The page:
# On the relationship between Fermats Last Theorem and Elliptic Curves

I have to give a presentation on elliptic curves in general. It does not have to be very in depth. I have a very basic understanding of elliptic curves (The most I understand is the concept of ranks). I was wondering if anyone could explain to me simply what is the connection between the equation $x^n +y^n=z^n$ and elliptic curves.

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This question is also posted on mathoverflow: mathoverflow.net/questions/103577/… –  William Jul 31 '12 at 3:31
I may be wrong, but I do not think there is a simple explanation. –  Alex Becker Jul 31 '12 at 3:33

Given non-zero integers $A,$ $B$, and $C$, such that $A + B = C$, we can form the so-called Frey curve (named after the mathematician Frey, who first considered elliptic curves in the context of FLT)

$$E: y^2 = x(x-A)(x+B),$$

which has discriminant (up to some power of $2$ which one can compute precisely, but which I will ignore here) equal to $ABC$.

Suppose now that $A = a^p$, $B = b^p$, and $C = c^p$ (so that we have a solution to the Fermat equation of exponent $p$). Then the elliptic curve $E$ has a discriminant which (up to the power of $2$ that I am ignoring) is a perfect $p$th power.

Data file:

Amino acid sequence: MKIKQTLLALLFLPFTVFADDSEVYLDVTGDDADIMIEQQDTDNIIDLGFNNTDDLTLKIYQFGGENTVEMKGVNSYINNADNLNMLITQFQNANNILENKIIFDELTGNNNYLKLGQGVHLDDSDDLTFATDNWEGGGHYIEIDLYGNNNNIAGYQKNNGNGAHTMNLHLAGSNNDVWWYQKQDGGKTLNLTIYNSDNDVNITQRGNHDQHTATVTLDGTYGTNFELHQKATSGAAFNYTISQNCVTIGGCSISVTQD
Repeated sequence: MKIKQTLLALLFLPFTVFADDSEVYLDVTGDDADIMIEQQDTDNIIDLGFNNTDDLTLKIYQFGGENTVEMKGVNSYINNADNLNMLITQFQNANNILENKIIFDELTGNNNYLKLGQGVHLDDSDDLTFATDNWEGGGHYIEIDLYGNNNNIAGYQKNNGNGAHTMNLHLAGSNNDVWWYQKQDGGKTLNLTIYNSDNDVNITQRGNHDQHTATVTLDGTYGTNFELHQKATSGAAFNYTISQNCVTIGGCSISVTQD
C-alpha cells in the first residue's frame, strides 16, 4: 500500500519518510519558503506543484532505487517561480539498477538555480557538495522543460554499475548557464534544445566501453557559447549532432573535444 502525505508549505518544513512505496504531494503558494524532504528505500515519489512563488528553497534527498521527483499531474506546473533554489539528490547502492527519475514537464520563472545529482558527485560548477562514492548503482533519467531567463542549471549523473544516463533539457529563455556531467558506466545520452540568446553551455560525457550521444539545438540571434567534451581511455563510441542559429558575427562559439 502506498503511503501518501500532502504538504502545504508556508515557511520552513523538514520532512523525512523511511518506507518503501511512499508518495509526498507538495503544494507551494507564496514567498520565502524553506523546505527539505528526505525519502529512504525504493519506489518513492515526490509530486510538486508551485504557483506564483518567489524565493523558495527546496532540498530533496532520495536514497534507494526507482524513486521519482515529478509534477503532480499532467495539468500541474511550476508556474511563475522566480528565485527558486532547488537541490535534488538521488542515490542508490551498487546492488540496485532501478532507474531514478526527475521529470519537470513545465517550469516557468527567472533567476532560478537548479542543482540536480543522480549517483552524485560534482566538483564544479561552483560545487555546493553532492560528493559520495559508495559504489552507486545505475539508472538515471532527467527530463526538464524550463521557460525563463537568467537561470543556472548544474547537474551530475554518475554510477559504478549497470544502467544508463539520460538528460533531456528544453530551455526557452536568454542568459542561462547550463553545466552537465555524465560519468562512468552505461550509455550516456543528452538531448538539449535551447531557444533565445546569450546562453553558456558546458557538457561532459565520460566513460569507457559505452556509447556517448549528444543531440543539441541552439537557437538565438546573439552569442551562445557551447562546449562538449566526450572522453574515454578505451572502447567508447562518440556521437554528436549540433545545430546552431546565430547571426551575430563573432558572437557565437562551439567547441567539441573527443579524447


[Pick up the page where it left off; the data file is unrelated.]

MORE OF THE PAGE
This means that the group of $p$-torsion points $E[p]$ on $E$ (which is a two-dimensional vector space over the field $\mathbb F_p$ of $p$-elements, equipped with an action of the Galois group of $\overline{\mathbb Q}$ over $\mathbb Q$) has very special properties --- in algebraic number theory terms, it is very close to being unramified. (More specifically, but more technically, it is unramified except possibly at $2$ and $p$, and at $p$ the ramification is very mild --- it is finite flat.)

Now the Shimura--Taniyama conjecture, which is what Wiles (together with Taylor) proved, shows that $E$, and so $E[p]$, arises from a weight two modular form. Ribet's earlier results on Serre's epsilon conjecture imply that this modular form must actually be of level $2$. (This is where we use the above information about the ramification.) But there are no non-zero cuspforms of weight $2$ and level $2$, and we get a contradiction.

Although it is much harder (in that the only way we know to rule out the existence of $E[p]$ is by the --- quite difficult --- Shimura--Taniyama conjecture, or else by related more recent results such as Khare and Wintenberger's work on Serre's conjecture), one can think of the non-existence of $E[p]$ as being analogous to Minkowski's theorem in algebraic number theory, which says that an everywhere-unramified extension of $\mathbb Q$ cannot exist.

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